These  attacks are similar to customer support scams, except the criminals are contacting you instead. They use the information on your profile to find your contact information and then impersonate a support member from the platform.

Their messages will include buzzwords like "Immediate Action Required" or "Suspicious Account Activity." These stressful warnings push users into making hasty decisions and handing over their account credentials. Scammers will then use the account to make personal purchases or transfer money to themselves.

Fake Item Scams

Another type of Cash App scam involves fake item sales.

Many people mistakenly believe that peer-to-peer payments are more secure than they are because they have successfully used these services with friends. This false sense of security leads them to entrust large purchases to the app. Criminals take advantage of this by listing high-priced items like sublets, pet sales, or vehicles, aiming for larger payouts since Cash App doesn't offer buyer protection.

Scammers create listings with convincing "proof" of ownership on popular online shopping services like Craigslist and Facebook Marketplace. Some experienced scammers may even engage in haggling or extend the transaction process to appear more legitimate. Once the victim sends the money, whether it's the full amount or a down payment, the scammer deletes their account and disappears, leaving the buyer with nothing.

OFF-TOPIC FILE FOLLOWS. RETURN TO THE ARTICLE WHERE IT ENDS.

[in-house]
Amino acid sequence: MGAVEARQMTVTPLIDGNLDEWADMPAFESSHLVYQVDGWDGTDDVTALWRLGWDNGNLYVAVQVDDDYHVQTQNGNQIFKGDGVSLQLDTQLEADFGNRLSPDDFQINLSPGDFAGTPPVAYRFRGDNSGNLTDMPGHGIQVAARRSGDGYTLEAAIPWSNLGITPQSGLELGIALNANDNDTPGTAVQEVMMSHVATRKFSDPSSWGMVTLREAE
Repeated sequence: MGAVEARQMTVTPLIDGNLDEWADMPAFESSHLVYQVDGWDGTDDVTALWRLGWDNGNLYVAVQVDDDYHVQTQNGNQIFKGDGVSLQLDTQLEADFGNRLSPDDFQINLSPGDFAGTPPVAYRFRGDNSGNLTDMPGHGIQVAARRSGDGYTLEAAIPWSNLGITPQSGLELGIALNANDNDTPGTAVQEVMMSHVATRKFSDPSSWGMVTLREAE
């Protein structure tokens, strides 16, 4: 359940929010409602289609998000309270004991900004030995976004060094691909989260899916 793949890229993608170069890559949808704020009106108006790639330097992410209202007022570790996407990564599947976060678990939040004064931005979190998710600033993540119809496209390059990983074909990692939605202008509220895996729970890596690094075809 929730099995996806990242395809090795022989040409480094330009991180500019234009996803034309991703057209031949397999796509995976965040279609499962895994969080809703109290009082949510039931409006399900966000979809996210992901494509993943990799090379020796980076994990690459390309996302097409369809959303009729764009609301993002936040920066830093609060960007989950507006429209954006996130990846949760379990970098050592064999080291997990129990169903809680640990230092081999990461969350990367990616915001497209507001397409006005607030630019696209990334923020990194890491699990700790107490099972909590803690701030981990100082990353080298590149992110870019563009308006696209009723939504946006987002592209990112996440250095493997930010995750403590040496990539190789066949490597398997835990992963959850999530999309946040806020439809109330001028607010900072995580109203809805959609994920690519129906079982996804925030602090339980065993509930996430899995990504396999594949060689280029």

Refund Payment Scams

Refund payment scams are another common type of Cash App scam that users should be aware of. The hardest thing to deal with is getting punished for being a good person. This is what happens in refund payment scams.

Scammers create a cash app account and link it to a stolen credit card or bank account. They'll then send money to random users and ask them to transfer the amount back to them. Of course, you won't get the money they "mistakenly" sent you because the original owner of the stolen card will have canceled the account.

So, the real loser in this situation is the unsuspecting cash app user who's just trying to do the right thing. The refund money is drawn from their account because it can't be pulled from the now invalid, stolen credit card.

Charity Scams

Another malicious scam, known as a charity scam, takes advantage of people's desire to help the less fortunate.  Scammers create fake charities and advertise them to cash app users. People are more willing to donate small amounts because of how easy it is to transfer money on these platforms.

Some scams go as far as creating the skeleton of a charity to appear more legitimate. This means developing a professional website, setting up a custom phone number, and even posting fake testimonials of people they've helped.

Remember that donating to a charity should come after some self-reflection. Not only should you consider if you are in a position to contribute, but you need to do deep research to know exactly where your money is going.

Cash Flipping Promises

This particular cash app scam has been played to death and isn't limited to cash apps. An investor or entrepreneur will ask you for a sum of money and promise to increase it by a certain amount.